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Hungary and Ukraine’s Neighbors win EU Import ban Concessions

Ukraine Crisis

Minister of Agriculture István Nagy, seen here at the handover of Hungary’s largest egg production facility on April 20, says Hungary and four other states have won EU approval for a ban on some Ukrainian agri-goods.

Photo by Zoltán Máthé / MTI.

The European Union has agreed to a temporary ban on importing specific agricultural products from Ukraine, Minister of Agriculture István Nagy reported in a post on his Facebook page on April 28.

“With the application of an extraordinary protection measure, the EU has allowed a ban on the import of a number of agricultural products from Ukraine to member states as long as the current extraordinary market situation remains in place,” Nagy said in the post.

The European Commission said it had “adopted exceptional and temporary preventive measures on imports of a limited number of products from Ukraine under the exceptional safeguard of the Autonomous Trade Measures Regulation,” in a press release on May 2.

It said these measures were necessary in order to help ease “serious logistical bottlenecks” in Bulgaria, Hungary, Poland, Romania and Slovakia of wheat, maize, rapeseed and sunflower seed originating in Ukraine. The statement emphasized that these products could continue to circulate freely in all other member states and could “continue to circulate in or transit via these five member states by means of a common customs transit procedure or go to a country or territory outside the EU.”

With the agreement, Nagy said the European Commission had finally acknowledged the severity of the issue in these countries. Earlier, the EU had exempted Ukrainian grain from customs duties and quotas in order to expedite deliveries to countries in the Middle East and Africa.

However, these so-called “Solidarity Lanes” subsequently flooded the markets in neighboring countries. In addition to agreeing to a temporary ban, Nagy said the EC was proposing EUR 100 million in extraordinary support for farmers in member states neighboring Ukraine.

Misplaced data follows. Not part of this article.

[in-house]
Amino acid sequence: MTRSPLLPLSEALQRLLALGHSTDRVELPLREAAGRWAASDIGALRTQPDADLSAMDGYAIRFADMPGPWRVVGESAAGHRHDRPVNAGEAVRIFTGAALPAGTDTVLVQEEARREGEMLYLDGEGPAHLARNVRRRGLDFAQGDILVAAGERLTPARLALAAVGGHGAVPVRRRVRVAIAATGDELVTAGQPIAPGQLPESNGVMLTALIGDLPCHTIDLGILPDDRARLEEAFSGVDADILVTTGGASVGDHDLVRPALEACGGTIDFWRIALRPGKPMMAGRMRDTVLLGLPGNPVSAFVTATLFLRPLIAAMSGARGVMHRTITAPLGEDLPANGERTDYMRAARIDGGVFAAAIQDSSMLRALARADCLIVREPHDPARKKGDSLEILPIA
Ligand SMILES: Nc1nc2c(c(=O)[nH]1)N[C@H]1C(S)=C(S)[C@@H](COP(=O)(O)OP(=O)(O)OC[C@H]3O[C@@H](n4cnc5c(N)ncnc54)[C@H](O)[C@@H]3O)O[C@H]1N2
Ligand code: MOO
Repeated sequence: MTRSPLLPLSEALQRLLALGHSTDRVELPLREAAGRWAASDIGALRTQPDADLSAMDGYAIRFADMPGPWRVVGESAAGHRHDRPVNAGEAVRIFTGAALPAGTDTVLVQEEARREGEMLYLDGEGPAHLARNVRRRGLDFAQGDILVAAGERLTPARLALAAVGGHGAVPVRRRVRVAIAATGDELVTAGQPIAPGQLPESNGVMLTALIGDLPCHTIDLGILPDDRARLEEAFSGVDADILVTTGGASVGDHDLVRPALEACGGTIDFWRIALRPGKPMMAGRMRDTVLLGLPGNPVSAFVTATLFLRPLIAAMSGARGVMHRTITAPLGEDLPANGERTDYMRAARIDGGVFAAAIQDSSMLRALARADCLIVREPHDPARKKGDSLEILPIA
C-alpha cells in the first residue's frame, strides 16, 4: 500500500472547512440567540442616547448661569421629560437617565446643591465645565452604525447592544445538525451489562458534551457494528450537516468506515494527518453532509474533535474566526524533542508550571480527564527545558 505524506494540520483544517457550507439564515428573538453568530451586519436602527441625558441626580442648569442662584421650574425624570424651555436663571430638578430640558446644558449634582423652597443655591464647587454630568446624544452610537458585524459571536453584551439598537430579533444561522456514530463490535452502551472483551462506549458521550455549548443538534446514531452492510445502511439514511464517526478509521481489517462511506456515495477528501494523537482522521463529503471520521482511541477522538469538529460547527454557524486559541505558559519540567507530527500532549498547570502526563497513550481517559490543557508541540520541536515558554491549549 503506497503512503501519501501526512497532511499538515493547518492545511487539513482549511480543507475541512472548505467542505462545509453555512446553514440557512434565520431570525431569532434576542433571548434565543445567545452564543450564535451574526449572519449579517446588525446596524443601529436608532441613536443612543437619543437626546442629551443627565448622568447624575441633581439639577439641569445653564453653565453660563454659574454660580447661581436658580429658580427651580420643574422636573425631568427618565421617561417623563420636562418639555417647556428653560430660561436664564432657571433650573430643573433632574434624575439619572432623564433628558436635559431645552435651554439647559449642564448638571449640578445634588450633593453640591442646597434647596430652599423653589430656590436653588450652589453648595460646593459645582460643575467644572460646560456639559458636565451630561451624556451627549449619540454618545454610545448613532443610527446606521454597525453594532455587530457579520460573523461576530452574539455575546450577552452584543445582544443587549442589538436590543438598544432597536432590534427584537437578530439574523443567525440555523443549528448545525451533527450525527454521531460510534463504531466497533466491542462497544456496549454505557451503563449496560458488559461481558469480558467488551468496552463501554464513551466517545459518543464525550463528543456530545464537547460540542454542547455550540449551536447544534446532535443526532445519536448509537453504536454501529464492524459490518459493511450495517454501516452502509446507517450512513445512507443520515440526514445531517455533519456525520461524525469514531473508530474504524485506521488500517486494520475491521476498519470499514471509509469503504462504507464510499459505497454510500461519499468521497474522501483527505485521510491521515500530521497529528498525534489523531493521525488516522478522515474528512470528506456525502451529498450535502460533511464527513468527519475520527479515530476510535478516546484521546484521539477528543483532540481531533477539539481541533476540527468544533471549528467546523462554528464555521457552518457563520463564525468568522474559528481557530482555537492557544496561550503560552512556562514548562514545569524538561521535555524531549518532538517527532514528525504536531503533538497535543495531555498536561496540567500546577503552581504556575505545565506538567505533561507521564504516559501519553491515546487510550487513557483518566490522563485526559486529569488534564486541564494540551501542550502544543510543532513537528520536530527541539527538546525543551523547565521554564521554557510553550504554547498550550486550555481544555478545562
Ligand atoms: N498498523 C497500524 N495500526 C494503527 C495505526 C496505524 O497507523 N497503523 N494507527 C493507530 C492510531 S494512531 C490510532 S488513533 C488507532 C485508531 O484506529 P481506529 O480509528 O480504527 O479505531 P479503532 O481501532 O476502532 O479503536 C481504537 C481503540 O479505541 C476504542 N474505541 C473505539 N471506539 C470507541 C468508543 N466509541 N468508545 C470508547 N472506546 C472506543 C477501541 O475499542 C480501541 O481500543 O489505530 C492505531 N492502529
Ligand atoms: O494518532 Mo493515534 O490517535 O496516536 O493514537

Phase in, Phase Out

Hungary’s Minister of Agriculture added that its ban on Ukrainian grain imports would be phased out once Brussels has introduced its own measures. While Hungary’s ban is due to last until June 30, the statement from the European Commission said its steps would enter into force on May 2 and last until June 5.

During a break in a meeting with other EU farm ministers in Luxembourg on April 25, Nagy said that he had wanted guarantees allowing a ban on imports of Ukrainian grain to remain in force until the end of December. He added that further negotiations were necessary on expanding the bans to products in addition to those recommended by the EU.

Although these countries had introduced their bans on certain agricultural products from Ukraine in mid-April in an effort to protect their domestic producers, not all market participants were pleased by the actions.

Hungary’s grain lobby criticized the ban, for instance, saying it would lead to shortages and undermine efforts to curb the highest inflation rate in the EU.

“Our members are desperate and don’t support any import bans; in fact, we need imports,” Zsófia Pótsa, secretary general of the Hungarian Grain Association, which represents millers, grain processors and traders, told Bloomberg News on April 21.

She emphasized the need to import about 700,000 tonnes of feed corn following a poor harvest last year, highlighting that Ukraine would be the cheapest supplier. Pótsa added that stifling the influx would keep pressure on food prices in Hungary, where inflation still exceeds 25%.

This article was first published in the Budapest Business Journal print issue of May 5, 2023.

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